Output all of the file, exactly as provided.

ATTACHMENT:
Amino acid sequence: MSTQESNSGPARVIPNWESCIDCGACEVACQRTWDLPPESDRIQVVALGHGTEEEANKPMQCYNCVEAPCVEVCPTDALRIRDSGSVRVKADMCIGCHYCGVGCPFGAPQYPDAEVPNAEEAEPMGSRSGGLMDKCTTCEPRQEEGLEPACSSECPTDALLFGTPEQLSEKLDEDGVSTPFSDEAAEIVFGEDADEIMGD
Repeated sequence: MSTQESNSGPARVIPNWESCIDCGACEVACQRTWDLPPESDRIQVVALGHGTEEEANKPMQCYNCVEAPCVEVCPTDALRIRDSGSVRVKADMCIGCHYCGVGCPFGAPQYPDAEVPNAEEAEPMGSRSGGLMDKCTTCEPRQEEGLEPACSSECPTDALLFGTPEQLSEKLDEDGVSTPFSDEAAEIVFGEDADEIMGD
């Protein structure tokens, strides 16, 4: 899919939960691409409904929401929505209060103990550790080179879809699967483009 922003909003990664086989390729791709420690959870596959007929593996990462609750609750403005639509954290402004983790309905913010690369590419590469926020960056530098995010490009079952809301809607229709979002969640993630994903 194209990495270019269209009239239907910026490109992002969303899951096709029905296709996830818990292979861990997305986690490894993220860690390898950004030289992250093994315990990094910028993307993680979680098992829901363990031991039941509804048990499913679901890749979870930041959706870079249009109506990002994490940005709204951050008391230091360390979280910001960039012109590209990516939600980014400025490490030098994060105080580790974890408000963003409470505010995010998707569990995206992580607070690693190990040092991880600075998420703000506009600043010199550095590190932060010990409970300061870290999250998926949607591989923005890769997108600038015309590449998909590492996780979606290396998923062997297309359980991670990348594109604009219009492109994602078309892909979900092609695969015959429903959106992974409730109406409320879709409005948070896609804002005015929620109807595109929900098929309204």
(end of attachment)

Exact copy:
Amino acid sequence: MSTQESNSGPARVIPNWESCIDCGACEVACQRTWDLPPESDRIQVVALGHGTEEEANKPMQCYNCVEAPCVEVCPTDALRIRDSGSVRVKADMCIGCHYCGVGCPFGAPQYPDAEVPNAEEAEPMGSRSGGLMDKCTTCEPRQEEGLEPACSSECPTDALLFGTPEQLSEKLDEDGVSTPFSDEAAEIVFGEDADEIMGD
Repeated sequence: MSTQESNSGPARVIPNWESCIDCGACEVACQRTWDLPPESDRIQVVALGHGTEEEANKPMQCYNCVEAPCVEVCPTDALRIRDSGSVRVKADMCIGCHYCGVGCPFGAPQYPDAEVPNAEEAEPMGSRSGGLMDKCTTCEPRQEEGLEPACSSECPTDALLFGTPEQLSEKLDEDGVSTPFSDEAAEIVFGEDADEIMGD
């Protein structure tokens, strides 16, 4: 899919939960691409409904929401929505209060103990550790080179879809699967483009 922003909003990664086989390729791709420690959870596959007929593996990462609750609750403005639509954290402004983790309905913010690369590419590469926020960056530098995010490009079952809301809607229709979002969640993630994903 194209990495270019269209009239239907910026490109992002969303899951096709029905296709996830818990292979861990997305986690490894993220860690390898950004030289992250093994315990990094910028993307993680979680098992829901363990031991039941509804048990499913679901890749979870930041959706870079249009109506990002994490940005709204951050008391230091360390979280910001960039012109590209990516939600980014400025490490030098994060105080580790974890408000963003409470505010995010998707569990995206992580607070690693190990040092991880600075998420703000506009600043010199550095590190932060010990409970300061870290999250998926949607591989923005890769997108600038015309590449998909590492996780979606290396998923062997297309359980991670990348594109604009219009492109994602078309892909979900092609695969015959429903959106992974409730109406409320879709409005948070896609804002005015929620109807595109929900098929309204």